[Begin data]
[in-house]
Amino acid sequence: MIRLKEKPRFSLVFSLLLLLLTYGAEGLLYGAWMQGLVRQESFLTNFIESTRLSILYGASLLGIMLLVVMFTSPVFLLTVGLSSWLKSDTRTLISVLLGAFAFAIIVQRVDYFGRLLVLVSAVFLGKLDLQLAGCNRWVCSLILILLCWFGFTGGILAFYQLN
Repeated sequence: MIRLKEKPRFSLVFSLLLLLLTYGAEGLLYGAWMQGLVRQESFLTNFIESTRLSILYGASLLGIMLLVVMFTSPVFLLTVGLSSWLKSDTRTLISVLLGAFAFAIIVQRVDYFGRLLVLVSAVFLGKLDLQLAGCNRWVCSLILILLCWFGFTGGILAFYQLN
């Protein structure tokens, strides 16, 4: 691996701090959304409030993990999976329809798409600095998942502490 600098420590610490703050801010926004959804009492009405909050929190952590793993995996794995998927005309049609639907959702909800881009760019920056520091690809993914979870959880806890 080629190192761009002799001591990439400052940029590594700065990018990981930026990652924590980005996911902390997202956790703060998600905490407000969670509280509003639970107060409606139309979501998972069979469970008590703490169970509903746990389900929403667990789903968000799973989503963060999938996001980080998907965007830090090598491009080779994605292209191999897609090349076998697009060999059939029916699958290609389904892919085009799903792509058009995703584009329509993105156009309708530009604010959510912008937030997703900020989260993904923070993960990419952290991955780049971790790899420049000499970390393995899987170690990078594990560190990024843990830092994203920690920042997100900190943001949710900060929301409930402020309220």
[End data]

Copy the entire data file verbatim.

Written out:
[in-house]
Amino acid sequence: MIRLKEKPRFSLVFSLLLLLLTYGAEGLLYGAWMQGLVRQESFLTNFIESTRLSILYGASLLGIMLLVVMFTSPVFLLTVGLSSWLKSDTRTLISVLLGAFAFAIIVQRVDYFGRLLVLVSAVFLGKLDLQLAGCNRWVCSLILILLCWFGFTGGILAFYQLN
Repeated sequence: MIRLKEKPRFSLVFSLLLLLLTYGAEGLLYGAWMQGLVRQESFLTNFIESTRLSILYGASLLGIMLLVVMFTSPVFLLTVGLSSWLKSDTRTLISVLLGAFAFAIIVQRVDYFGRLLVLVSAVFLGKLDLQLAGCNRWVCSLILILLCWFGFTGGILAFYQLN
């Protein structure tokens, strides 16, 4: 691996701090959304409030993990999976329809798409600095998942502490 600098420590610490703050801010926004959804009492009405909050929190952590793993995996794995998927005309049609639907959702909800881009760019920056520091690809993914979870959880806890 080629190192761009002799001591990439400052940029590594700065990018990981930026990652924590980005996911902390997202956790703060998600905490407000969670509280509003639970107060409606139309979501998972069979469970008590703490169970509903746990389900929403667990789903968000799973989503963060999938996001980080998907965007830090090598491009080779994605292209191999897609090349076998697009060999059939029916699958290609389904892919085009799903792509058009995703584009329509993105156009309708530009604010959510912008937030997703900020989260993904923070993960990419952290991955780049971790790899420049000499970390393995899987170690990078594990560190990024843990830092994203920690920042997100900190943001949710900060929301409930402020309220």